Suddenly, other things began to fall into place; the key elements of the project by whose previous absence I’d judged my failure. A phenomenal project manager agreed to join us; the East of England Arena – home to the final few Soul Survivor events – offered us a home. Some very generous people got behind this simple vision of young people living with God at the centre of their lives. The ball was now well and truly rolling.
And then the Covid-19 pandemic arrived.
We pressed on over Zoom, hiring a small team and aiming to launch in summer 2021, but for a second time, nagging doubts began to surface. Once again, I found myself asking God: “What’s going on?” This time it wasn’t just about me – an individual self-indulgently wallowing in self-pity because his dream was in shreds – the whole Youthscape team was invested. People’s jobs rested on our ability to make this thing happen. Despite all the answers to prayer and the sense of things falling into place, had I in fact got this catastrophically wrong all along? Was this never my place, never my calling?
While we had begun to dream up a really creative and exciting festival, there was no way that the pandemic-scarred world, fearful of meeting in large groups, would be ready for it in 2021. Through a lot of hard work, cost-cutting and yes, that government furlough scheme, we survived to the point of being able to delay for one more year. But if it didn’t happen in the summer of 2022, we all knew that this time, it really was the end.
“Lord,” I asked, in more than one emotional prayer walk around the woods near my home, “what are you doing?”
Above the sea of faces, I could just make out a young girl. She couldn’t have been older than 13. But with a look of determination, and in front of all her peers, she got to her feet. Within seconds, others began to follow. It was as if someone had lit a match; hundreds of precious teenagers – including members of my own youth group, and even my own family – started standing in response. The presence of the Holy Spirit was tangible.
It was the hot, sticky summer of 2022, and I was standing in front of several thousand young people, simply explaining that God loved them; that he sent his Son to die for them; that their life would make immeasurably more sense if they made him their focus. Teenagers from more than 100 youth groups were crammed into the arena and, having arrived with little concept of what this event was – and in many cases, even who Jesus was – they’d found themselves drawn in to the gravitational pull of the God who loves them. The worship had been loud and celebratory; the teaching down-to-earth and real. And now, they wanted to know Jesus for themselves.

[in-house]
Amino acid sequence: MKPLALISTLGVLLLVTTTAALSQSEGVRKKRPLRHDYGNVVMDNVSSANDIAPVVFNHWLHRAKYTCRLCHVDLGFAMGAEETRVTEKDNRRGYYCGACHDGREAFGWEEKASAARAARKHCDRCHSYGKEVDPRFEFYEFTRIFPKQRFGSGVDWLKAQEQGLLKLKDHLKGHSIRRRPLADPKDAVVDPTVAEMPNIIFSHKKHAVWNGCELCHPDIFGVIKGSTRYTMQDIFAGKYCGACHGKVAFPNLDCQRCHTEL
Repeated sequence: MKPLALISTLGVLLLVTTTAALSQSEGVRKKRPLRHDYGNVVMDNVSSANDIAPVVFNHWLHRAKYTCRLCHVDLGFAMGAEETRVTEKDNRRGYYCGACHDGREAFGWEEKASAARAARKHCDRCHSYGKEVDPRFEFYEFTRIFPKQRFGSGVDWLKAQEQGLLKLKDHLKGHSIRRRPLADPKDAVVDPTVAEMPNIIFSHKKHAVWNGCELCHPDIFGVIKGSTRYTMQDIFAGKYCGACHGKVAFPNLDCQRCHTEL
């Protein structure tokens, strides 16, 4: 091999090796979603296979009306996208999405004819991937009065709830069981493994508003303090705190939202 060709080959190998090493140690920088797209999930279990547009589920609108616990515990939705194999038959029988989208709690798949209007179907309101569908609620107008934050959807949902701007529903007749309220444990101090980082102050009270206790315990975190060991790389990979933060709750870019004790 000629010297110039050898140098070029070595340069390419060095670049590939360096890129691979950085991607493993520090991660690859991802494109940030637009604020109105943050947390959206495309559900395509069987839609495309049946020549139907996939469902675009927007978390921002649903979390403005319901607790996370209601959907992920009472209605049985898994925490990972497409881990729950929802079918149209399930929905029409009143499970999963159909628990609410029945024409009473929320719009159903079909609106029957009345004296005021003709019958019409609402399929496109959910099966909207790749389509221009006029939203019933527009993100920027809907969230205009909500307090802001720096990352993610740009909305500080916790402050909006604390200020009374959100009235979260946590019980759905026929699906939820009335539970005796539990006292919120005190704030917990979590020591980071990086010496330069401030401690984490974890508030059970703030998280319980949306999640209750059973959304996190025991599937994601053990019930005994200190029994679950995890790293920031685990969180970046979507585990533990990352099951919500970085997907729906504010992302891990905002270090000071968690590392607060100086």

This is a story about faith and doubt; about seeing things die and wondering if resurrection will ever come
It’s a cliche but, often, we cannot make sense of what God is doing in the context of linear time. Perhaps I am unusually fortunate: this story, while it took several years to unfold, has a certain sense of resolution to it. I experienced the troughs of despair and self-doubt, but I also got to stand on the mountaintop and enjoy some comprehension of what God was up to all along. I recognise that, for some, this just isn’t the case. The troughs are deeper and, perhaps, more final. The waiting much longer. Sometimes, that resurrection moment is never observed; maybe it does not come in the way we would want it to. I have great friends who are still waiting for their redemption story to kick in; some who have lost hope entirely that it ever will.
I refuse to make any grand assertions about how God works. But what I do know is that he called me. He was with me in the struggles and the doubt, and I saw thousands of tiny miracles along the way. All along, God was weaving another small part of his grand story and, in his kindness, he allowed me to see the resolution and be satisfied. But even if he hadn’t, he would have been no less at work in it all. Fundamentally, that is what it means to live a God-centred life. His will be done because, ultimately, he is God.
This summer, we’ll hold another Satellites, and while I am sure we’ll see miracles, salvation and the slow, wondrous joy of watching young hearts turn to God, I’m also expecting setbacks. But I’m learning to trust a little better, and I have also become accustomed to expecting the unexpected. This is the way of following Jesus, of course; he never promised it would be comfortable or safe. He often isn’t. But as CS Lewis wrote, he is good. He’s the King. The centre of our lives, who calls us into an orbit that makes sense of it all…in the end.